Joel Zumaya is feeling good

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Zumaya2.jpgBetween Guitar Hero and the San Diego wild fires, there haven’t been many pitchers more snakebit than Joel Zumaya has been these past few years.  But that’s all behind him now, he tells The Detroit News’ Lynn Henning. He’s been training in Florida since the beginning of January and . . . dare we say it?

“That’s why I left my baby son and my wife, because I felt like I
hadn’t given this team enough the past three seasons, and with the
expectations, I want to make this season the best possible year for me
and for this team.  I didn’t want to go back (to California) during the off-season and lay
down in a chair. I just want to be on this team. I want to make this
team, if it’s as a set-up man, a closer, or long relief. I’m feeling great, the best I have in the last 2 1/2 years. I have nothing bothering me.”

He says he understands why Detroit brought in Jose Valverde, but he sees himself closing games again soon.  Henning notes that he’s been throwing 55-60 pitches during his training outings, suggesting that Zumaya might return to starting again. Hey, if Kyle Farnsworth can do it . . .

Fantasies aside, Tigers fans have to like hearing all of that eagerness and hope from Zumaya. The team has a lot of arms hanging around camp this year and could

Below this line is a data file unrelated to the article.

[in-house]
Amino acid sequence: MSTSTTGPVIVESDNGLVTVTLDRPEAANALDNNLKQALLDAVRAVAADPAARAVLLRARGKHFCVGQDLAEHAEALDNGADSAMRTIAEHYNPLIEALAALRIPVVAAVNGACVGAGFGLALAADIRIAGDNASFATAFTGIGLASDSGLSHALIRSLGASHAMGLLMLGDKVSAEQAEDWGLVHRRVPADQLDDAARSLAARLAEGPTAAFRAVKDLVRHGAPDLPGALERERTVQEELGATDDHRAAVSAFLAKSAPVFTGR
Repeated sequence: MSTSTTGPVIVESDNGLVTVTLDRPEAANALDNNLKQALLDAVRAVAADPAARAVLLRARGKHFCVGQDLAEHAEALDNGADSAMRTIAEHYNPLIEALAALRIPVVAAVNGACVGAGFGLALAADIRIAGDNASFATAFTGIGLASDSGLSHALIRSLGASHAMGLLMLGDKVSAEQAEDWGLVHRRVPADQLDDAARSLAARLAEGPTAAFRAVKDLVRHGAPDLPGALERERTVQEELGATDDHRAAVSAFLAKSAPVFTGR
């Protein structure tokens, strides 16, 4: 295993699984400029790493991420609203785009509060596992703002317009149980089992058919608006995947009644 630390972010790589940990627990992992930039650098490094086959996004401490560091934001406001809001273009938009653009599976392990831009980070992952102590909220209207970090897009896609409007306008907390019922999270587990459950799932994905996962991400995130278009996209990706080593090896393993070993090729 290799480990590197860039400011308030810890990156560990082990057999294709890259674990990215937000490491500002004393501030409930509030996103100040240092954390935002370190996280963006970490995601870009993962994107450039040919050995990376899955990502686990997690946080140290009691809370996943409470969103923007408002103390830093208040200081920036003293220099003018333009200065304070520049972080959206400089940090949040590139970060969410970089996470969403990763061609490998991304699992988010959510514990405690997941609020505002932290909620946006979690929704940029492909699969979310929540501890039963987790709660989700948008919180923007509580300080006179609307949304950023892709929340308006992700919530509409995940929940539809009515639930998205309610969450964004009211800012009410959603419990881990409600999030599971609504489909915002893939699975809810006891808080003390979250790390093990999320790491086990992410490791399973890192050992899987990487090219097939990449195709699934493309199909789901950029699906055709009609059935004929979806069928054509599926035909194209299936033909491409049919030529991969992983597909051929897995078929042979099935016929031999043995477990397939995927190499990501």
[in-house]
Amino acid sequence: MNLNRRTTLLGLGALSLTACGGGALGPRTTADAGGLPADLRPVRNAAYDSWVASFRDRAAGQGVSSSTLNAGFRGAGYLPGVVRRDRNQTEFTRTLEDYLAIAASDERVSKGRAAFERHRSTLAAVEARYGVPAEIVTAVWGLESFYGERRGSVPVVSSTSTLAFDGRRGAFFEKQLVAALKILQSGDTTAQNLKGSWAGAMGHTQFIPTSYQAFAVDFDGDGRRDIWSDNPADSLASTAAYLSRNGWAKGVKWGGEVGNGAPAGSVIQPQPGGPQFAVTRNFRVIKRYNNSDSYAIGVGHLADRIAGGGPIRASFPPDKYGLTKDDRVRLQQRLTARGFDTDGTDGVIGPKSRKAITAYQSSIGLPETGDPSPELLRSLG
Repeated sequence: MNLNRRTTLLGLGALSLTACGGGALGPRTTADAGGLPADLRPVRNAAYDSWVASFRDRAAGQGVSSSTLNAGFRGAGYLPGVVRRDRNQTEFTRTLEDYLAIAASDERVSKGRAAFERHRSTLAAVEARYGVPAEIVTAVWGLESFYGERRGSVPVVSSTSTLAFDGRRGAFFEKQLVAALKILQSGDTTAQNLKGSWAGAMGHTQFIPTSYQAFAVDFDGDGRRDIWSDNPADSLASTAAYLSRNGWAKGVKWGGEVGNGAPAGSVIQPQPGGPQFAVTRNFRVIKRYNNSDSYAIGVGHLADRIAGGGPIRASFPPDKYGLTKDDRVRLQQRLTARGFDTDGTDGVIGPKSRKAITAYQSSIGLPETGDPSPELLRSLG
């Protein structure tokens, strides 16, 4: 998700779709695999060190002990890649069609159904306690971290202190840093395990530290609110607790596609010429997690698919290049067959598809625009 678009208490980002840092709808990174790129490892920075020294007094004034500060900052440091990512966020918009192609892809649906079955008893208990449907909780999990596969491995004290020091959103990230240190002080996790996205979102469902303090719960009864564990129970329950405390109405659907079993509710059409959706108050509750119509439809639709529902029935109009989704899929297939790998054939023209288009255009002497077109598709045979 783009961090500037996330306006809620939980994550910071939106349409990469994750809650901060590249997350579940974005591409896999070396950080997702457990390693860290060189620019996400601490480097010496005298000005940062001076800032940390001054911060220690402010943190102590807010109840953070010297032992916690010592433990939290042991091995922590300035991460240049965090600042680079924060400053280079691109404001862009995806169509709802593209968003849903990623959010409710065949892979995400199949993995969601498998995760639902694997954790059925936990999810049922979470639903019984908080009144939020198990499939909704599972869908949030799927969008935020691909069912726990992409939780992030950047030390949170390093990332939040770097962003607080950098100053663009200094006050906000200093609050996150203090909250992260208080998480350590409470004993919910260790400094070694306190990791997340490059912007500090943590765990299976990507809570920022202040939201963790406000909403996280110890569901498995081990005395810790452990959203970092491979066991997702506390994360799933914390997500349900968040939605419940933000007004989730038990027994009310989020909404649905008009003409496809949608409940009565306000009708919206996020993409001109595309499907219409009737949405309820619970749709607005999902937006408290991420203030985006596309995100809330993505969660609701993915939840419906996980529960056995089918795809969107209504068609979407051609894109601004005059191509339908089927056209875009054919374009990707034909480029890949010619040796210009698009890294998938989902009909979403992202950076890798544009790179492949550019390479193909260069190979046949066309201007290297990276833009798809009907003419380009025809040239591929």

conceivably get by without Zumaya. But life would be so much easier for
them — and more fun, given his velocity — if Zumaya is truly healthy
again.

Cardinals extend José Martínez through 2020

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First baseman/outfielder José Martínez agreed to a two-year contract extension with the Cardinals on Saturday, per a team announcement. MLB Network’s Jon Heyman reports that Martínez will receive $3.25 million in the deal plus incentives if he earns a more stable place within the starting lineup.

Martínez, 30, played 887 games in the minors before making his major-league debut with the Cardinals at the tail end of the 2016 season. The veteran first baseman has been nothing but productive in the three years since his debut, however, and turned in a career-best performance in 2018 after slashing .305/.364/.457 with 17 home runs, an .821 OPS, and 2.3 fWAR through 590 plate appearances. While he brings some positional flexibility to the table, he’ll be forced to compete against Dexter Fowler and Tyler O'Neill for a full-time gig in right field this year, as Paul Goldschmidt currently has a lock on first base.

According to Derrick Goold of the St. Louis Post-Dispatch, the extension wasn’t solely precipitated by Martínez’s productivity in the majors, but by a competing offer from an unnamed Japanese team over the offseason. Goold adds that Martínez would have earned “significantly more than he would in the majors” had the club sold his rights. In the end, they ultimately elected to ink him to a more lucrative deal themselves. He’ll be eligible for arbitration in 2020.